Sister Mary Peter arrives, a short and lively Bengali. She leads me into a second courtyard that is more crowded and congested than the other one. The Sisters’ saris that are hung out to dry form a curtained area in which groups of children are playing, hidden from view. They pay no attention to the young Sister who appears from time to time and scolds them for playing there. But my arrival saves the laundry; the children run to me and crowd around me, crying: “Auntie! Auntie! Take my picture!” They mimic the taking of a photo by making a circle with the thumb and forefinger and holding it up to their eyes. Meanwhile, one of the larger children plays at driving the ambulance that was donated by the makers of Fiat in India, calling to the Sister to look at him. Elsewhere, a small child with big eyes chases after two frightened chickens. Rising above the courtyard is an old villa decorated with colorful tile and mosaics portraying the theme of liberty. Formerly it was the headquarters of a political party but it was donated to Mother Teresa ten years ago. In the parlor on the ground floor there are cribs for the newborn infants, ten in each row. Some of the babies are lying motionless in a state of lethargy; others, only a few months old, have enough strength to hold out their thin arms. Many of these babies were picked up from the gutter or discovered in a pile of rubbish; others were abandoned and left in front of the police station, and the police brought them here. More than half of these infants die, either because they are premature births or are the result of a late abortion.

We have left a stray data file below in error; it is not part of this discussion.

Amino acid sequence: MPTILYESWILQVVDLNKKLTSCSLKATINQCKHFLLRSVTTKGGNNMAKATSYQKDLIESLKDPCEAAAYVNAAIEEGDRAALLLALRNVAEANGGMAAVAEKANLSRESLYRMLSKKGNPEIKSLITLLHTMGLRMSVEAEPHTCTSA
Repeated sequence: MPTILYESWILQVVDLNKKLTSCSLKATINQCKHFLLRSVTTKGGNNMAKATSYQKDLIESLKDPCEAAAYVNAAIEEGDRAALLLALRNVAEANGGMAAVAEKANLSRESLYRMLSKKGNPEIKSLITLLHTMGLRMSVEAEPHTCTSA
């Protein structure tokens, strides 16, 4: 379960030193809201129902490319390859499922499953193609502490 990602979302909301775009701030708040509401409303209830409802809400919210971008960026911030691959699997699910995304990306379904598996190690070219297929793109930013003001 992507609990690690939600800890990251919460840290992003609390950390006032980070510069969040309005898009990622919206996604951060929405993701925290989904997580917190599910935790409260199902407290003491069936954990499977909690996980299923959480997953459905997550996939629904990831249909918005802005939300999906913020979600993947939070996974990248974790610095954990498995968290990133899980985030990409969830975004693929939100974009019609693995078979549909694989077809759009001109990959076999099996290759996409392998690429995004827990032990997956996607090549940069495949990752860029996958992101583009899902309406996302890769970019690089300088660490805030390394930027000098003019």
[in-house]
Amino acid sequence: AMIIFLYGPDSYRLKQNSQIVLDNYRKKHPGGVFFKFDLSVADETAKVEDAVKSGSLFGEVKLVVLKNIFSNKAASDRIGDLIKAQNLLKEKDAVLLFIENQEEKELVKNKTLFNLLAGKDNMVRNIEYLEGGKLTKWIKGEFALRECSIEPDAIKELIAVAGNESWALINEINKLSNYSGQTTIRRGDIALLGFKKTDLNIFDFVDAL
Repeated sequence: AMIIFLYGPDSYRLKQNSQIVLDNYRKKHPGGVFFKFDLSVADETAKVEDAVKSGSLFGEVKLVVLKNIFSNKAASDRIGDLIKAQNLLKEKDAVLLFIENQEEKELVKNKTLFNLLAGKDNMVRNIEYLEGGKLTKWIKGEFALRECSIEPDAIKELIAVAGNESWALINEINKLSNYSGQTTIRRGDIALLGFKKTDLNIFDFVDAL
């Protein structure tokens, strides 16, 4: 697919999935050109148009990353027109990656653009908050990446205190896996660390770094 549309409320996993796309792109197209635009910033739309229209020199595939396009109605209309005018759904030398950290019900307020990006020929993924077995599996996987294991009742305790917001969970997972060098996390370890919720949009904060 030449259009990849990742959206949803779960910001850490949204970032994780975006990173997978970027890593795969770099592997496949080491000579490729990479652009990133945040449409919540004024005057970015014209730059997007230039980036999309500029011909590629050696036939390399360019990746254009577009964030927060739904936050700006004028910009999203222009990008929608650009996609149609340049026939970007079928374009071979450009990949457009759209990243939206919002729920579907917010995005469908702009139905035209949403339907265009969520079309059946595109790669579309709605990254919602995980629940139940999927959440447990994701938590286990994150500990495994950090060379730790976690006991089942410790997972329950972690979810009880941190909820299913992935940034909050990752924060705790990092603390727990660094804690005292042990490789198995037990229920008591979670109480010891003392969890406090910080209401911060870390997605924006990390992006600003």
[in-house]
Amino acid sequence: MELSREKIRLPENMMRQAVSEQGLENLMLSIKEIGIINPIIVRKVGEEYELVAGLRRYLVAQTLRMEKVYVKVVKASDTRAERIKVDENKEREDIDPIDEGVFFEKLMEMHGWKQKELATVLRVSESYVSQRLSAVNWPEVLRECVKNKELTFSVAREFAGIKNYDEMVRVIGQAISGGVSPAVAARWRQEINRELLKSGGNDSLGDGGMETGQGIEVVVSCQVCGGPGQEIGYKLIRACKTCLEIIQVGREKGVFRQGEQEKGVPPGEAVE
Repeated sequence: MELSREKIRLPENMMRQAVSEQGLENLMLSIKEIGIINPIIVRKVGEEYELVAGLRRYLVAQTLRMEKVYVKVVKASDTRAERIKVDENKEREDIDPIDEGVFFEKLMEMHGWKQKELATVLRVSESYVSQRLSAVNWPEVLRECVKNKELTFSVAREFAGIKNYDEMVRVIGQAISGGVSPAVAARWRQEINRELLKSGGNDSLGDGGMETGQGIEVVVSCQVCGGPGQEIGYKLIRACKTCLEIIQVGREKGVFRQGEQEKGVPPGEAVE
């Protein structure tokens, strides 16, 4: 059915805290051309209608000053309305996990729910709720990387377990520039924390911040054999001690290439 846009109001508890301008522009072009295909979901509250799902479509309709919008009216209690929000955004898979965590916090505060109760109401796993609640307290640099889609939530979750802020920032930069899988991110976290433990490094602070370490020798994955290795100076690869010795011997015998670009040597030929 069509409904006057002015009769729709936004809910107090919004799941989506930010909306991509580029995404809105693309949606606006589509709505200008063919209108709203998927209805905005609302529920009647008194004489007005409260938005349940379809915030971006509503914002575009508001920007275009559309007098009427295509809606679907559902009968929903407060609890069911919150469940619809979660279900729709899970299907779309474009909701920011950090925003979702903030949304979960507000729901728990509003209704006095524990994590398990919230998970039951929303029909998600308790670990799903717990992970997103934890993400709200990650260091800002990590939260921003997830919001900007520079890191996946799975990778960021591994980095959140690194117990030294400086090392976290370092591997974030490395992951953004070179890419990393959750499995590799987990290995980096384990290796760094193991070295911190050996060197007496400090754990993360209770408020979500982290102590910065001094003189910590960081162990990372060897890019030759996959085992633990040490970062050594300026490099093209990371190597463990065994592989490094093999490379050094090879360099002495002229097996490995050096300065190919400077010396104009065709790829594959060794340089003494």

There is such a strong instinctual need for love in these abandoned infants that even if they are only a few months old, they will follow you with their eyes and hold out their arms to be picked up and held. However, a notice on the wall warns visitors: “Remove your shoes. Do not pick up the infants. Do not kiss them.” Moving among the cribs, carrying diapers and rubber toys, are a few Missionaries of Charity and the Indian ladies who help them. Sister Mary Peter gave me this information about adoptions: